All in passing by Peter Leung, was yet another striking piece in a very different vein. Leung, a former dancer with Dutch National Ballet, has his own Netherlands based troupe, House of Makers, which has clearly given him the confidence to take risks. With a superb, commissioned score by Nicholas Robert Thayer and a lighting installation by Hendrik Walther which reflected the rhythm of the music, the choreography already has a pulse and is likely to be distinctive when completed.
All the choreographers, without exception, said the speed and success of their work was down to the commitment and talent of the dancers, citing them as being “hungry” to learn and “hugely versatile.” This must have been a great benefit. Most of them were in at least three of the four works in the first half, with rapid costume changes, and almost no pause for breath. The standard overall is extremely high but a mention should go to Daniel Corthorn, who did not appear in the second half of the evening. He is a very gifted dancer with superb ballon, moving with supreme fluidity and a certain ease that tricks the eye into missing the preparation for a jump.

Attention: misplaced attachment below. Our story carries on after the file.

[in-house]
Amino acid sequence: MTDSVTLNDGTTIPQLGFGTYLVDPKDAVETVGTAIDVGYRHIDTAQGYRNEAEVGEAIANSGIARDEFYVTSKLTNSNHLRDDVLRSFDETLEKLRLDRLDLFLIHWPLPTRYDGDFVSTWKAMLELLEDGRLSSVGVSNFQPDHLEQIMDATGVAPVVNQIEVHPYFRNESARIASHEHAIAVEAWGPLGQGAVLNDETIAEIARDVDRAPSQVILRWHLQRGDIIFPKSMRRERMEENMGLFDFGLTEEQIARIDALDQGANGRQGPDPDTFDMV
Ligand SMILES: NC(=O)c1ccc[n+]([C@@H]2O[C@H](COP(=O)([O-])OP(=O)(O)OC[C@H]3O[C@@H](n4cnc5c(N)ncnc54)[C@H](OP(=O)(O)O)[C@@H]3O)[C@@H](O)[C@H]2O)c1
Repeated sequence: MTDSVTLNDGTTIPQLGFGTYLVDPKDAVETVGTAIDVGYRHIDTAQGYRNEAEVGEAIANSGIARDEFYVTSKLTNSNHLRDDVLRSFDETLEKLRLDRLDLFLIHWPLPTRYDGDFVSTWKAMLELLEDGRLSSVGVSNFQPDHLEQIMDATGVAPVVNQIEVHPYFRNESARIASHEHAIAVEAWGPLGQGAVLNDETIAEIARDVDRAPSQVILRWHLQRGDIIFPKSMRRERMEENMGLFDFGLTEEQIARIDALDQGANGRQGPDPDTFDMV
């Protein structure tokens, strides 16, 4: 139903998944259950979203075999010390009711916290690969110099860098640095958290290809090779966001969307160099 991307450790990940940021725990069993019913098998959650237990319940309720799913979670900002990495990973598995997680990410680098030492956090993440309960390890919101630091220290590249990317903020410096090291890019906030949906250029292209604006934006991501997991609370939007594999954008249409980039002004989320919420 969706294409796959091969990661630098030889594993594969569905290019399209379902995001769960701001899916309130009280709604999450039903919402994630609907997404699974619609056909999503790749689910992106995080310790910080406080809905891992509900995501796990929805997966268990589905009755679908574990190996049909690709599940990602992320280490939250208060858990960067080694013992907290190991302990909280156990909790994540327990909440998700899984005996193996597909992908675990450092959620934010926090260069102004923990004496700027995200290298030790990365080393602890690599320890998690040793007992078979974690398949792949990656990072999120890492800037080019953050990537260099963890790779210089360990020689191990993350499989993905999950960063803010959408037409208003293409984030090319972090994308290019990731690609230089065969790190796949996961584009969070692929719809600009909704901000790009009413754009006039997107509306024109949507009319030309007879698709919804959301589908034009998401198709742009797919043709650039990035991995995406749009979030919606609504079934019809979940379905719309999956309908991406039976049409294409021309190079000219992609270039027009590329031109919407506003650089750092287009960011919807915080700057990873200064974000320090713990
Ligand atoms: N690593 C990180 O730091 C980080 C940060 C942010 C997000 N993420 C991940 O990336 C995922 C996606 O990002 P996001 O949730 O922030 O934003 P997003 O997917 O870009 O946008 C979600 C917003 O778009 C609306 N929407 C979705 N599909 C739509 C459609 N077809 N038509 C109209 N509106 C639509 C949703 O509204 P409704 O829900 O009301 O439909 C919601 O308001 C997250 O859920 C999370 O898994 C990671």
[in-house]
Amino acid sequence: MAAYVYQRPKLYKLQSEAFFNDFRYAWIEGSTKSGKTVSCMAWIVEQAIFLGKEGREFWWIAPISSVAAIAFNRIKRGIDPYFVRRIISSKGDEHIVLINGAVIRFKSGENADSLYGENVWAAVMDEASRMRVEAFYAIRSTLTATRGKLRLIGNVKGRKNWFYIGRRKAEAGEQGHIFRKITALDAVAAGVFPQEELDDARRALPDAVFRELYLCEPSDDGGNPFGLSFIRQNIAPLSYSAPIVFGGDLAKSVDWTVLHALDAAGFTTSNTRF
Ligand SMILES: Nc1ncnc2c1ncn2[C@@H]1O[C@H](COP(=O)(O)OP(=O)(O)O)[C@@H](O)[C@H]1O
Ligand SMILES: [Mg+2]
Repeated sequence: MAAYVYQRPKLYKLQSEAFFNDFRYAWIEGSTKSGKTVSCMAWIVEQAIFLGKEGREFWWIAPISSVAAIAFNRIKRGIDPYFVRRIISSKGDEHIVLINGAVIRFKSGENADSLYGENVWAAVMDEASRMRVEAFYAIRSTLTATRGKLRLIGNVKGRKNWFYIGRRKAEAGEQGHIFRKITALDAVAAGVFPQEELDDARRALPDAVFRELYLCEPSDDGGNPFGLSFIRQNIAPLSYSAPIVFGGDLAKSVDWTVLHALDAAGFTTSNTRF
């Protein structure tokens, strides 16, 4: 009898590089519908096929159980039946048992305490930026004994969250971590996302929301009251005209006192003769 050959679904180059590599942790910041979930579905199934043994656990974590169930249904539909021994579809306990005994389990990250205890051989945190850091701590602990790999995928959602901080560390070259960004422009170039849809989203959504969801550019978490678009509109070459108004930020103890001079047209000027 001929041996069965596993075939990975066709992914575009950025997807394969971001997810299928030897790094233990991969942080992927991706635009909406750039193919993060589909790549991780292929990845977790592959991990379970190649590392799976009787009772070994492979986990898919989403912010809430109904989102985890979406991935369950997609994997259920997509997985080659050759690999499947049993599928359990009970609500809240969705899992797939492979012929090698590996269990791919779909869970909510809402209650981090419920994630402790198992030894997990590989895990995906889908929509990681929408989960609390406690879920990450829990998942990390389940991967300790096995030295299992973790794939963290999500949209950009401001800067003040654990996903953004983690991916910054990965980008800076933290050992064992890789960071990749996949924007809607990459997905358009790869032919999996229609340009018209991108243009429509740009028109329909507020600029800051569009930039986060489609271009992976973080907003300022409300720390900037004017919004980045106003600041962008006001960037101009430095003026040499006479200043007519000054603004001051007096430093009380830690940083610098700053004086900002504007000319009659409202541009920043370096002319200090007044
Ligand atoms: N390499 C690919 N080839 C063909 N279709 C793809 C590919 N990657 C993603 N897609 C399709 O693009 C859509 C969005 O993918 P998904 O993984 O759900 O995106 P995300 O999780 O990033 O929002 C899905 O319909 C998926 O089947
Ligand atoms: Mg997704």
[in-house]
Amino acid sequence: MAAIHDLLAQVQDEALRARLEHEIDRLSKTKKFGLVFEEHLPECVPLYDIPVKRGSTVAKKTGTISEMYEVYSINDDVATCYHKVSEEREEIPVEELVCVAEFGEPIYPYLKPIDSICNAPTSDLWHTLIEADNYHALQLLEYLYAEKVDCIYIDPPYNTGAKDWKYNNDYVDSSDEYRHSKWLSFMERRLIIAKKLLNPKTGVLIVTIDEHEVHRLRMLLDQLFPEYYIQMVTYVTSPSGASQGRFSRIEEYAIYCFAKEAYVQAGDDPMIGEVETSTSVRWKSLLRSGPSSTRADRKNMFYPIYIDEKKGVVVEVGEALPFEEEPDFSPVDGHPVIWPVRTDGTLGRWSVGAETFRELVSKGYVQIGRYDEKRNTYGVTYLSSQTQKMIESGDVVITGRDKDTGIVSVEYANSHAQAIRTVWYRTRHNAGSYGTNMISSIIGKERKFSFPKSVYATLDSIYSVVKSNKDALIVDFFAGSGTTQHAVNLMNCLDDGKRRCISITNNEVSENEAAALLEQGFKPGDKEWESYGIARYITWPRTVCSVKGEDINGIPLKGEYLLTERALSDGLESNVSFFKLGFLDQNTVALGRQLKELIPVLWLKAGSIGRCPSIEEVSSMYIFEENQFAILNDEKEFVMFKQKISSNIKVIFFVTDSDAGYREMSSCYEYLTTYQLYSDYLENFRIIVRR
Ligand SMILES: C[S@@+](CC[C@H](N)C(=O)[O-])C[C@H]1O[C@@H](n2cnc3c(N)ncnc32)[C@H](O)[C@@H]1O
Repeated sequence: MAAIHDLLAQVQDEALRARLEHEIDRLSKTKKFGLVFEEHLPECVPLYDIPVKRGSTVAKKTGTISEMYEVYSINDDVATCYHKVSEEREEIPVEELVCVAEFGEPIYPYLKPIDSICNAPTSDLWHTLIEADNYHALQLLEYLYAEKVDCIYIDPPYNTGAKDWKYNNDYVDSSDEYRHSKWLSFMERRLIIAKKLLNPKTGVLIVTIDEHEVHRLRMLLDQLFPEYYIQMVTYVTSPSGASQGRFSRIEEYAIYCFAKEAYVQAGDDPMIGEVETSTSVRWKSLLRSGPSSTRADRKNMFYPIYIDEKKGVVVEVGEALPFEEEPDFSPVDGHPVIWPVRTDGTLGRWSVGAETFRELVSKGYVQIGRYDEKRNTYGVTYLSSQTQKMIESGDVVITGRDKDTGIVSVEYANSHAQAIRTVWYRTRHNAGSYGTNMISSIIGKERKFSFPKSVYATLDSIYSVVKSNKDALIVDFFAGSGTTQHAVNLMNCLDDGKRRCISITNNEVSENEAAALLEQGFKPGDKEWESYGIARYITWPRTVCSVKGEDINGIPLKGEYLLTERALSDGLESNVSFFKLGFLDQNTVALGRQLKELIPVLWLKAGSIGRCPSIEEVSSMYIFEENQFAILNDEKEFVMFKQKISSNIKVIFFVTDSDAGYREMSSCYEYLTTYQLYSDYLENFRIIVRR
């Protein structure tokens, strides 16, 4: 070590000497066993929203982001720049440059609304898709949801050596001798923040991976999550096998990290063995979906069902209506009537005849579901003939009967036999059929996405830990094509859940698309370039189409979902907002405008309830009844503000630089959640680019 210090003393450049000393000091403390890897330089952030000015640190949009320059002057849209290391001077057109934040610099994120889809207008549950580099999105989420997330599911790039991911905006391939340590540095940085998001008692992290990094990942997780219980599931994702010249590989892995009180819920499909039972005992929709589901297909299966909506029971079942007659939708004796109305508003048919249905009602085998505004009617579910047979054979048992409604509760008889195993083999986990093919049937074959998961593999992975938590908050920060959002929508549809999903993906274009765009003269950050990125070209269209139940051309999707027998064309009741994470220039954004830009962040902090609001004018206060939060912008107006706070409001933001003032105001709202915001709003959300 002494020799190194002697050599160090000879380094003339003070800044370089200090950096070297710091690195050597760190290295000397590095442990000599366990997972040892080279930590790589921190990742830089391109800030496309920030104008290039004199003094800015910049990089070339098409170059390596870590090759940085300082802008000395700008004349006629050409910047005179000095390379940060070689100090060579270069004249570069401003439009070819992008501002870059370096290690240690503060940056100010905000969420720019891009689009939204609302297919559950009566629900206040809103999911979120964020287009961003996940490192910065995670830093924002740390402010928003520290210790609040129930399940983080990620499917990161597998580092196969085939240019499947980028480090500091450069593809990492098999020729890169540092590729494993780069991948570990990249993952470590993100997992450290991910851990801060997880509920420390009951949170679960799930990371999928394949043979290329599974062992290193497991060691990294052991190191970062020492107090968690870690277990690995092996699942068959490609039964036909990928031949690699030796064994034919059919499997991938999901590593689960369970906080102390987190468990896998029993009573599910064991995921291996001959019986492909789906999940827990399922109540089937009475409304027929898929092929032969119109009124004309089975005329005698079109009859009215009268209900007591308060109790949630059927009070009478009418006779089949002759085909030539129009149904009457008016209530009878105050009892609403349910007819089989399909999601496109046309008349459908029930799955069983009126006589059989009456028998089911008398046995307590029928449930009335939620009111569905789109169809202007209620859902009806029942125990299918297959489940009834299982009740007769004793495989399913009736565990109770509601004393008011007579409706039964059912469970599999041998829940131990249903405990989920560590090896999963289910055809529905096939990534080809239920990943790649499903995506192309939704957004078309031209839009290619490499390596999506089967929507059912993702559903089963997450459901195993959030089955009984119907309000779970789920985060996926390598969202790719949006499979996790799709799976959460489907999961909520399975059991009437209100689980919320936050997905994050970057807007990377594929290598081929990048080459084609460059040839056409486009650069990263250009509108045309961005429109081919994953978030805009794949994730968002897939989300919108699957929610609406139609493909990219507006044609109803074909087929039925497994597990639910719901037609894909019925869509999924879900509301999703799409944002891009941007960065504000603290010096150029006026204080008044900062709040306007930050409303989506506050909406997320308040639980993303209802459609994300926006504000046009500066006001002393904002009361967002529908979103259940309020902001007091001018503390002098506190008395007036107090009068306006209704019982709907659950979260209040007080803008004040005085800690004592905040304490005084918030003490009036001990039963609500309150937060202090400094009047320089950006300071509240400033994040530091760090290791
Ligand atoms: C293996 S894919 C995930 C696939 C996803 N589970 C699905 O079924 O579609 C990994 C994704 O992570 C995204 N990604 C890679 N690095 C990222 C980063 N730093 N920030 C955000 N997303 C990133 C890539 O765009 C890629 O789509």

After the interval, Cardim’s Two Husbands was perhaps the toughest challenge, as a narrative work and a comedy at that, yet she is an experienced and skilled choreographer. The story, based on an old Brazilian folktale, is about a young woman, Fleur (Camino Llonch), whose husband Vincent (Mario Gaglione) is what one might call these days, a narcissist. He has charm (and is loved by his wife) but he’s a liar, a cheat and a manipulator, who has to have his own way and somehow gets away with it. He gets his comeuppance when he suddenly drops dead at a carnival. After a period of mourning, Fleur is encouraged by her friend Ana (the delightful Ermelinda Giacometti) to come back into society where she meets a kind man, Theodore (Alexander Nuttall) whom she marries. He doesn’t match up to Vincent’s brazen machismo and she is haunted (literally) by the ghost of her late husband.